Tim Cook being a cryptocurrency owner himself, says that don’t call him a bitcoin bull.
“I don’t want to put any labels on me, it’s just that it’s something, from a personal point of view, I’m interested in,” the Apple CEO told journalist Andrew Ross Sorkin at the New York Times DealBook Summit Tuesday.
Cook didn’t specify which all tokens he owns but said, “I think it’s reasonable to own [crypto] as part of a diversified portfolio. … I’ve been interested in it for a while.”
However, cryptocurrency enthusiasts should not hold their breath for the day when they can purchase an iPhone using Bitcoin. Cook stated that he does not have any plans in the immediate future to accept crypto as a means of payment for Apple products (AAPL). He also cleared that he has no such plans to invest any of Apple’s money in cryptocurrency yet. Other companies, in particular Tesla and Jack Dorsey’s payments company Square, invested in crypto directly and, for a short period of time, Tesla accepted bitcoin as payment.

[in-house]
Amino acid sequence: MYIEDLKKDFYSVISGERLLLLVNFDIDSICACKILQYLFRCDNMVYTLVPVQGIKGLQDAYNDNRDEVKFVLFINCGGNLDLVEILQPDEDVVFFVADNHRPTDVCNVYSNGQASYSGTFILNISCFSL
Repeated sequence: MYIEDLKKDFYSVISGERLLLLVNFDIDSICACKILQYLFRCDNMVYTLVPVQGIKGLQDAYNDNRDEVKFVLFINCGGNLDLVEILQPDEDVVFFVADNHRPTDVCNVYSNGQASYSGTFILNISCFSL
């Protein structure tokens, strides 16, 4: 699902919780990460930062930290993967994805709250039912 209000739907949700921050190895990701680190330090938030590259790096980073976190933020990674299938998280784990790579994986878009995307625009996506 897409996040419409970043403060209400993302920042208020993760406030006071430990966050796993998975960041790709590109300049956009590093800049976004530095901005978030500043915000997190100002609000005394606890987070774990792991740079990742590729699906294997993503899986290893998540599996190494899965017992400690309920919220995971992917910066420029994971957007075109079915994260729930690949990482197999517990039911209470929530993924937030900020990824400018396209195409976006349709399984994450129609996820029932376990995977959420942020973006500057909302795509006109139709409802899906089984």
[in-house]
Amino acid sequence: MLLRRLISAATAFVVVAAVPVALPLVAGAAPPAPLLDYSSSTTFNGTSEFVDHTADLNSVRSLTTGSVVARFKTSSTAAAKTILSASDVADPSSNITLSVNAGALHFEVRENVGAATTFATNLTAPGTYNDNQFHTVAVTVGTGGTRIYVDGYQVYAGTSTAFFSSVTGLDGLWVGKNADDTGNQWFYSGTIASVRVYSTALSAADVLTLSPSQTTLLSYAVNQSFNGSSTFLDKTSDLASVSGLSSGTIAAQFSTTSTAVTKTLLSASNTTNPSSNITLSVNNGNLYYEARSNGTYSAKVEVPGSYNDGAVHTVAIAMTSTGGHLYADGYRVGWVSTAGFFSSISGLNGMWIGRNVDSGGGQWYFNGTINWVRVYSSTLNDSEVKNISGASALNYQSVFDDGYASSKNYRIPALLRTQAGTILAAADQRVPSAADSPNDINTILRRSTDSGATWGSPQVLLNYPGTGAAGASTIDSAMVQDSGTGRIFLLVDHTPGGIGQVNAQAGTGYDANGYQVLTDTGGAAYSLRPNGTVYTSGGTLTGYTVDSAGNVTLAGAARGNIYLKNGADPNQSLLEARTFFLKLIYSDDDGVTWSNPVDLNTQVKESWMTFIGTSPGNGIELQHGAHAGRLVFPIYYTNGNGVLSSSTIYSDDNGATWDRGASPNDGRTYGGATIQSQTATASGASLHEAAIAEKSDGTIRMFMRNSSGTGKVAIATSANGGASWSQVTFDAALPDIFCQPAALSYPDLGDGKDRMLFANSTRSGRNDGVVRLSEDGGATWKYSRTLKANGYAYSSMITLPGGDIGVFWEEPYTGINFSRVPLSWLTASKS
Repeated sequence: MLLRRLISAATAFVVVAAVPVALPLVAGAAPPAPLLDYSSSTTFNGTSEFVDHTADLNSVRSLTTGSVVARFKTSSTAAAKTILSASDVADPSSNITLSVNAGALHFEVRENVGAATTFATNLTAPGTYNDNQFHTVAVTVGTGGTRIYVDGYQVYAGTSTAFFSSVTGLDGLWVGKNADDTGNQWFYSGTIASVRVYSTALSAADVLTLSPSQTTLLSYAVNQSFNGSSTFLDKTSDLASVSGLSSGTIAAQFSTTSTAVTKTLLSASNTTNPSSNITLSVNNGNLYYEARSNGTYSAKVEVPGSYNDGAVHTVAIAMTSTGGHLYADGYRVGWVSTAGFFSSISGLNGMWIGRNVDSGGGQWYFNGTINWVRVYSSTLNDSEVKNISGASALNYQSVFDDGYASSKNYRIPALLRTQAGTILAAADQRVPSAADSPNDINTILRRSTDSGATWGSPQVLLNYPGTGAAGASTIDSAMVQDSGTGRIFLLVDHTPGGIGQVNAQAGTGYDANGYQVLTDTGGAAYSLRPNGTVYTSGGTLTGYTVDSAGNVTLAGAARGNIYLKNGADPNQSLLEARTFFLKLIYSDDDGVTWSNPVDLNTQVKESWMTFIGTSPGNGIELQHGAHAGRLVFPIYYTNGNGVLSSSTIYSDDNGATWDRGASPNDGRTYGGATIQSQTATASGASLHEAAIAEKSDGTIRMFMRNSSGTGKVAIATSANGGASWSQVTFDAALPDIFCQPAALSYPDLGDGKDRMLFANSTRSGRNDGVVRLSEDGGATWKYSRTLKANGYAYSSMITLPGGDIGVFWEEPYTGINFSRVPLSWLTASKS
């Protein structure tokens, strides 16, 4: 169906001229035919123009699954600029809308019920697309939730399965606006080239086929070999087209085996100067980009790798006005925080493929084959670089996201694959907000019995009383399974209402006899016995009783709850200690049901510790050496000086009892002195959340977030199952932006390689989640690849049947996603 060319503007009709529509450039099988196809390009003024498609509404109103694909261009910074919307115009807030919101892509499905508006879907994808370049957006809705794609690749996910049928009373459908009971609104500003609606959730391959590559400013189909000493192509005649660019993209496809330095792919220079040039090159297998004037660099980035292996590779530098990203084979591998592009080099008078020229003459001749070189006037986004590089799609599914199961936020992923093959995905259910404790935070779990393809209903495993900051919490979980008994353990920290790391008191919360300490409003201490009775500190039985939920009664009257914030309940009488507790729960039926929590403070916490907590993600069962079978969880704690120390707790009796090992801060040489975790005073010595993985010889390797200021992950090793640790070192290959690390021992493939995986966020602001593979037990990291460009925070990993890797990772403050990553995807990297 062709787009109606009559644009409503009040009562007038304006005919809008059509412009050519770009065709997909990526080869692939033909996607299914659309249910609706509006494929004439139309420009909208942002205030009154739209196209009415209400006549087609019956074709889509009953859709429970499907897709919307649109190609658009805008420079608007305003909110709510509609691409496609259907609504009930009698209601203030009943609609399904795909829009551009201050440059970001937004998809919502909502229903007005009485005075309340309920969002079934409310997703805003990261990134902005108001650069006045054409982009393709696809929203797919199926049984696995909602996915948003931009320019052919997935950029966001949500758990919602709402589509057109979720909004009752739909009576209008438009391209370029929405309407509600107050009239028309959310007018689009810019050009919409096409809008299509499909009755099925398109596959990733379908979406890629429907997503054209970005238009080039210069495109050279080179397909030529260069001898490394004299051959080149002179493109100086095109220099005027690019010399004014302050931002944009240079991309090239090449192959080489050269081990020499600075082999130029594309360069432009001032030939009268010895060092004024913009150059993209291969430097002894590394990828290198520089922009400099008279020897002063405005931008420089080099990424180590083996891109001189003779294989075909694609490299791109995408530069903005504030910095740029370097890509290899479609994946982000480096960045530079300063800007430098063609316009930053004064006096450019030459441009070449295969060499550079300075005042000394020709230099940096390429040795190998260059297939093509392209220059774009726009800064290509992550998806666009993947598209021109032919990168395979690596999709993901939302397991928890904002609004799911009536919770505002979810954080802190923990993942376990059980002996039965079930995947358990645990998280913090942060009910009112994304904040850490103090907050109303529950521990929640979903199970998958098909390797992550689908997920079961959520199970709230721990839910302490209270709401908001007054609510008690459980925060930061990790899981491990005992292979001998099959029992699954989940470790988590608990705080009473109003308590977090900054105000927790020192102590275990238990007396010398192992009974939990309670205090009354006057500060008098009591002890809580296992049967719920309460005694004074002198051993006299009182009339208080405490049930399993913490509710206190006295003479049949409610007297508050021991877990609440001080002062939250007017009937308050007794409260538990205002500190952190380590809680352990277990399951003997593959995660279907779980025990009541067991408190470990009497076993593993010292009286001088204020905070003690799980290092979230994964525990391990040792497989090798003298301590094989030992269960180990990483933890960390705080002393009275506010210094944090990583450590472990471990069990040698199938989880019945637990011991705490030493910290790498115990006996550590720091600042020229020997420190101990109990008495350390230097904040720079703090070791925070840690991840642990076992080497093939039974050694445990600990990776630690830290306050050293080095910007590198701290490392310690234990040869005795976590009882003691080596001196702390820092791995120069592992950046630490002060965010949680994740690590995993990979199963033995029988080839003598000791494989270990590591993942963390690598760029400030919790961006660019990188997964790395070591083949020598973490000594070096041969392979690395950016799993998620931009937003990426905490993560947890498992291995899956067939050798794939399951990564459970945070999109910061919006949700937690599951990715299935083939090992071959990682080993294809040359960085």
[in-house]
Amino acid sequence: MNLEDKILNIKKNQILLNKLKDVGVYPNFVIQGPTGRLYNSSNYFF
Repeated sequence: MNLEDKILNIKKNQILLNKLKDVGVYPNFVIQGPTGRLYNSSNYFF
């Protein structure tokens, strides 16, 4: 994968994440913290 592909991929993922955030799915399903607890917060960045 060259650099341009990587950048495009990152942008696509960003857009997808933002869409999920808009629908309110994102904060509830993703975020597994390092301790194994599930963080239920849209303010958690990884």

“I don’t think people buy an Apple stock to get exposure to crypto,” Cook said. “If they want to do that, they can invest directly into crypto through other means.”
But, he said, “there are other things” related to crypto “that we’re definitely looking at. … I wouldn’t have anything to announce today.”
As for Apple’s other future projects, Cook refused to comment on long-standing rumours that an Apple car might be coming.
“We try not to talk about the future too much, because we’ve got so much going on in the current day that we try to be secretive about the future,” he said. “It wouldn’t be us if we didn’t keep something up our sleeves.”
Cook also addressed a number of other issues confronting Apple, including criticisms that its App Store allows it to act as a gatekeeper between app developers and Apple’s millions of customers. Apple is currently in court with Epic Games, the creator of Fortnite, over its App Store and the commission fees it charges developers. Apple’s detractors, including some lawmakers, have urged the company to allow third-party App Stores, a practise known as “sideloading.” Apple has defended its commissions, claiming that they are comparable to other app stores and that the App Store’s exclusivity on Apple devices is necessary for security.